Flood off timers again

Home Forums Free Flight Everything Else Flood off timers again

Viewing 11 posts - 1 through 11 (of 11 total)
  • Author
  • #40375

    I recieved a couple of timers from a friend. One was a tick off the other a Tatone flood off. Anybody have instructions copy of this timer? I have a TD .09 that has a fitting above the needle valve that looks like it was used for flood off. I have not ever used one of these. Thanks,Dan


    Hi Dan
    I don’t recall instructions coming with Tatone timers (it was assumed you knew what you were doing?), however flood off will only work with a pressurized fuel feed.

    If using a hard tank, pressure is tapped off the engine (via the backplate preferrably) and 2 outlets used; fuel tubing to the NVA assy and a separate fuel tube is routed from the other outlet under the wire lever of the Tatone timer then up to the pipe or fitting taped into the venturi.

    If using a bladder you will need a Tee fitting in the fuel line and a separate tube is run from the Tee fitting via the timer as above, to the venturi.

    Hope this answers you question. 😀



    Floodoff is good for classes where you require a clean, instant engine stop – such as FAI – though it’s been used for years I’ve never liked the thought of flooding an engine with fuel to swamp the plug; to hydraulic any engine running at speed contravenes my idea of taking care of it! Not that I can recall of any problems being so experienced but . . I just don’t like the idea!

    For general use (AMA classes) you’re better off to avoid all the associated plumbing and just use the Pinchoff timer in conjunction with a pacifier or bladder .. even suction feed. AMA rules discount the rundown time as the engine stops; ‘last power stroke’ is the guideline, so any last ‘burble’ doesn’t count as engine run.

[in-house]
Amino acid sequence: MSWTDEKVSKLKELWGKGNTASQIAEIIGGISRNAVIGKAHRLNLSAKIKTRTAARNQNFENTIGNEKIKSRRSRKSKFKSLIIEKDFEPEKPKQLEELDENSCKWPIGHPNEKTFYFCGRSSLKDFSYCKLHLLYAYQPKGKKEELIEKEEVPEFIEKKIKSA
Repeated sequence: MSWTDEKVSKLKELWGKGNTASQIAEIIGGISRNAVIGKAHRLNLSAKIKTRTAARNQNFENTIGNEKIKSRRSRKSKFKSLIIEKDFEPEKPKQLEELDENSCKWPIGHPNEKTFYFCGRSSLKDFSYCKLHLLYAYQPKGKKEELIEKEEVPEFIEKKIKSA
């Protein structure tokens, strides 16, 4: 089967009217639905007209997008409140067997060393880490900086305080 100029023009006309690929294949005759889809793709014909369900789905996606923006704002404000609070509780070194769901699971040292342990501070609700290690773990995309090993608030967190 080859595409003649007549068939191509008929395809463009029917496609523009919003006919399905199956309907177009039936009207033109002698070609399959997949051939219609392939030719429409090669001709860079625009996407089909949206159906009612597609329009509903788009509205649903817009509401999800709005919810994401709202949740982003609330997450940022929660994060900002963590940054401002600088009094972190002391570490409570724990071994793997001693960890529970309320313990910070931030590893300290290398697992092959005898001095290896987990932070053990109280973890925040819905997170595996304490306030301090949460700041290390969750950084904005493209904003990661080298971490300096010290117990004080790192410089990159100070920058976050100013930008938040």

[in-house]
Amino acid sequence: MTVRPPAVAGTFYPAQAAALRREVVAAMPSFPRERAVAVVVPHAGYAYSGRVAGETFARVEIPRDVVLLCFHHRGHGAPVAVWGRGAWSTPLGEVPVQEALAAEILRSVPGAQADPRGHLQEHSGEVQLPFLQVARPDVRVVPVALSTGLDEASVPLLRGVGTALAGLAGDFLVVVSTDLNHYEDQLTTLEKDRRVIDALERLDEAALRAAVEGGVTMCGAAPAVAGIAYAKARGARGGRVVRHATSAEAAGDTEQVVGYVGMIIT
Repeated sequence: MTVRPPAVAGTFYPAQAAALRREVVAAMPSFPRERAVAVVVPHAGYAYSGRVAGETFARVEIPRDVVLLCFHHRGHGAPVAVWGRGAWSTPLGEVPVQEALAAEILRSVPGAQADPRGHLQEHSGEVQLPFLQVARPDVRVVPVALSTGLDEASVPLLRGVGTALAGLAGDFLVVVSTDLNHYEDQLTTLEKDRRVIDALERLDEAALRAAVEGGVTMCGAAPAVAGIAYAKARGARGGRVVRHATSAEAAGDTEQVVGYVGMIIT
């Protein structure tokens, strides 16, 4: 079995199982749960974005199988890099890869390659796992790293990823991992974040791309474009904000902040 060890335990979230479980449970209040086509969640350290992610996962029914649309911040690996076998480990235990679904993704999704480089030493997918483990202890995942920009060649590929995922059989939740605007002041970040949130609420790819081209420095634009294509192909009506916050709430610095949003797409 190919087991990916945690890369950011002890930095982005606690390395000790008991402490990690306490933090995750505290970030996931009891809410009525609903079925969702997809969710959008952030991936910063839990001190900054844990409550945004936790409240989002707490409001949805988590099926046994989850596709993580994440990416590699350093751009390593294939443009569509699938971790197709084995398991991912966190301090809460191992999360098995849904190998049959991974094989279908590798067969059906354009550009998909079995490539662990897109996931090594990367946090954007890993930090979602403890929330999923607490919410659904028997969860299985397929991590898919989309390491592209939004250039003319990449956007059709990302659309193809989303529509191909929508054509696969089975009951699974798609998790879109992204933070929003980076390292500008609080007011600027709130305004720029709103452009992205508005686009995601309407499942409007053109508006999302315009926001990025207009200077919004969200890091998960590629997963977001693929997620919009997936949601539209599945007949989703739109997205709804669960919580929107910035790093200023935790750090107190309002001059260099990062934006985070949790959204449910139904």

Thanks all for help. I don’t like the idea of flooding engine to stop it anyway. I have the timer. but will not use it. Cheers,Dan

    Norm Furutani

    If I remember right, the Tatone flood-off used a disk(same disk as the DT timer) and a wire trap that held the flood-off line closed. The wire could be replaced with a wire bail/hook and used with a remote shut-off like those avail through Texas Timer.

    I used the Tatone flood-off in the late 50’s (others, too) to cure a problem caused by using crankcase pressure. The typical setup was a pressure nipple tapped into the engine backplate. When you shut the fuel off at the needle, some engines would continue to suck fuel back through the pressure tap giving a ragged cut-off or over run. The flood-off was immediate and easy to do. It also stopped pumping when the engine quit, unlike todays bladder systems that dumps raw fuel all over the front of your plane!

    – Norm


    Okay—howl me down, but l like flood off.

    Pinch off perfect for general flying, but l have used flood off for years and years with comp. type models, and have not had a disaster with Rossi’s, Super Tigre’s, Cox 049, 051 or 09.

    Built a Mini Weaver 3 or 4 years ago for F1J and built a bladder into it to save the weight of a hard tank—-what a nightmare, what a messy way to do it

    semi trimmed the model, took it home and made a hard tank from brass, 3 brass tubes in it– one out of right side to the carb, one out the left side to venturi (silicone tubing under Seelig Mini timer arm) and one out the front to back plate

    if you can’t get a back plate, drill a hole through the mounting lug and Cyno tube in—-works a treat on my Cox 09 in a Creep.

    Good clean cut off, every time, easy to use and no mess. Trust me, do it.


    >Good clean cut off, every time,